Electronic, photonic and magnetic materials are key drivers in technological advancements for information storage, processing and delivery.
Materials science combines chemistry, physics and engineering to develop versatile new materials and processes for electronics that scale down to the nano level. As information grows exponentially, the push for new materials continues, leading to more advances in electronics, photonics and magnetic material.
Raman imaging is used in photonics to measure waveguides and to explore potential new electronic materials from sources such as aligned carbon nanotubes. Raman, XPS, XRF, and XRD techniques are frequently used in many areas of investigation, including the analysis of semiconductor materials to evaluate stress in silicon.
The use of platinum group metals (PGMs)—platinum, palladium, rhodium, iridium, ruthenium and osmium—is prevalent in electronics, and demand for these materials is increasing. Read this blog on the many uses of these types of metals and the considerations that weigh in in on the development and production of electronics.
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|Technique||Asset Type||Asset Title|
|EDS||Application Note||Ultra-Fast Mapping of a Semiconductor Sample with Low Accelerating Voltage at High Magnification|
|FTIR||Application Note||Quantitative Determination of Hydrogen Concentration in Silicon Nitride Dielectric Films on Silicon Wafers using FTIR Spectroscopy|
|WDXRF||Blog post||Platinum Group Metals Connect: Electronics Applications|
|WDXRF||Application Note||Analysis of TFT Glass with ARL PERFORM'X WDXRF Spectrometer|
|XRD||Application Note||Investigation of Ni on Si Thin Film with ARL EQUINOX 100 X-ray Diffractometer|
|XPS||Application Note||Understanding the Chemical and Electronic Properties of OLED Materials|
|XPS||Application Note||Identifying Structures on a Plasma-modified Polymer Surface|
|XPS||Application Note||Confirming the Layer Structure of an Organic FET Device|
|XPS||Application Note||The Karlsruhe Micro Nose, KAMINA|
|XPS||Application Note||Angle Resolved XPS Analysis for the Characterization of Self Assembled Monolayers|
|XPS||Application Note||Multi-technique Surface Characterization of Organic LED Material|
|XPS||Application Note||Depth Profiling of an Organic FET with XPS and Argon Cluster Ions|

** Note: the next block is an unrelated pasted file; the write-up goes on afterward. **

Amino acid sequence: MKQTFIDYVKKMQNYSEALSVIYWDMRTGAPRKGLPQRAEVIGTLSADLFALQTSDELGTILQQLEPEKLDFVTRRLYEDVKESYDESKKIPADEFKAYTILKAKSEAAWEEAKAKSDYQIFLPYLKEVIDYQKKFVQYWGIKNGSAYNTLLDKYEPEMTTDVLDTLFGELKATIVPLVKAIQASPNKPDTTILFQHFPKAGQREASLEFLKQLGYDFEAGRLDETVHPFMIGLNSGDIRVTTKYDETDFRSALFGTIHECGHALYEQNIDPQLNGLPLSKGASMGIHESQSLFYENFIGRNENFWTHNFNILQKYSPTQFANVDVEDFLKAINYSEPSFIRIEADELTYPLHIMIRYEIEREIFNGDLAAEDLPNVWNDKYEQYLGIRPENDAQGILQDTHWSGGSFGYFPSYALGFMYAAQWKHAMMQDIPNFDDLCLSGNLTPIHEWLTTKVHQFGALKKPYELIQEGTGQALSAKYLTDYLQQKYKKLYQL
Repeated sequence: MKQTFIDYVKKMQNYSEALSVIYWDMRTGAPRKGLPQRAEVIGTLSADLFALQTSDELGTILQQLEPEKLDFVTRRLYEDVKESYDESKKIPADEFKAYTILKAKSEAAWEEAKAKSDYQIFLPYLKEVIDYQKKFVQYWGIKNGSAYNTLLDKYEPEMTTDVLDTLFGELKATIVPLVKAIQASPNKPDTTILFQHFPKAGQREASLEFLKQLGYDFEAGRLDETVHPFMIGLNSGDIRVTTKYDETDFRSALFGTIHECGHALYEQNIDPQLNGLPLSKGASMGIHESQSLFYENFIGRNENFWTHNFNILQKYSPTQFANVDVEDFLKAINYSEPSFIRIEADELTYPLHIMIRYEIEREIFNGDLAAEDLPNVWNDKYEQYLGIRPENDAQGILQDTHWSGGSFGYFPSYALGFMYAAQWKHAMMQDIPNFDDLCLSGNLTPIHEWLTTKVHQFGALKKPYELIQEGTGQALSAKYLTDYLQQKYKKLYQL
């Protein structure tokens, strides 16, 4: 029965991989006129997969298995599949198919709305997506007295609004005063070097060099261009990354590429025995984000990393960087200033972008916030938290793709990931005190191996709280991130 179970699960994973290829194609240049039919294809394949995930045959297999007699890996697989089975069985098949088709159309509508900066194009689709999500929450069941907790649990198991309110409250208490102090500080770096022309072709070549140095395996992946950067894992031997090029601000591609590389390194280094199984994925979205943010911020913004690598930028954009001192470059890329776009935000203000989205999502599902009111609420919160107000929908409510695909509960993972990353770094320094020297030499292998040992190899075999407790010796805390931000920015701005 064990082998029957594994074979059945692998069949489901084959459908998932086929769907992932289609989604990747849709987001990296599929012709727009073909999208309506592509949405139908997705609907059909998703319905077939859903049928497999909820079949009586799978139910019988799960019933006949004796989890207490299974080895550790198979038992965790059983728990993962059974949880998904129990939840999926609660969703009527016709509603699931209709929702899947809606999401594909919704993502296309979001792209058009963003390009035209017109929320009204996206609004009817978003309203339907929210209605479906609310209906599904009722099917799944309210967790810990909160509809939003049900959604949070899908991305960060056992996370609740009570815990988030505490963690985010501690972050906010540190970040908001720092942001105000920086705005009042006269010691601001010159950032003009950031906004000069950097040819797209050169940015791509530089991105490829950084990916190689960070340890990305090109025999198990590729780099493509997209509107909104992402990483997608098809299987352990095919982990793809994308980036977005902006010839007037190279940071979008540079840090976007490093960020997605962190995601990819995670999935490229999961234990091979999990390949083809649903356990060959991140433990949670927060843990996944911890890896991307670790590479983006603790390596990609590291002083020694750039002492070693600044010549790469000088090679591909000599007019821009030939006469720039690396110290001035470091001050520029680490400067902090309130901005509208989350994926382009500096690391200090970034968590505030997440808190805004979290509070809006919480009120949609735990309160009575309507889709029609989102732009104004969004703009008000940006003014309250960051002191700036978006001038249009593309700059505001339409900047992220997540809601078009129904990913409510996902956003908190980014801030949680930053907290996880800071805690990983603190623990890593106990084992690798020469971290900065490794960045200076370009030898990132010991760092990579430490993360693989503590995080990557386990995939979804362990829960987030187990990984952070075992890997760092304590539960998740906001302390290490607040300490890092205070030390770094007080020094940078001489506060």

This dual-mode ion source enables depth profile analysis and surface cleaning of both hard and soft materials on the same XPS instrument.
XPS instrument with multi-technique capabilities measures depositions, showing the thickness of materials in deposition cycles. ISS shows if the deposition has partial coverage of the layer. REELS yields band gap data. Raman provides information about structures in the layered material.
The shrinking of transistors in integrated circuits requires thinner and thinner dielectric layers between the gate electrode and the channel. To continue developing smaller sizes, silicon dioxide must be replaced as the dielectric material because, at the thickness required for the transistor design, the leakage current would become unacceptable. So there has been a move toward materials having a high dielectric constant (high-k dielectrics) which brings some new analytical requirements. In addition to layer thickness, these parameters also become important:
The whole dielectric layer can be analyzed at near normal electron emission angles without removing any material. XPS provides information about the chemistry of the layers and their interfaces while angle resolved XPS (ARXPS) provides information about layer thickness and the distribution of materials within the layer. ARXPS is non-destructive and avoids the use of sputtering with an ion beam. Sputtering has been shown to alter the composition of the layer and causes atomic mixing, both of which can cause a misinterpretation of the data.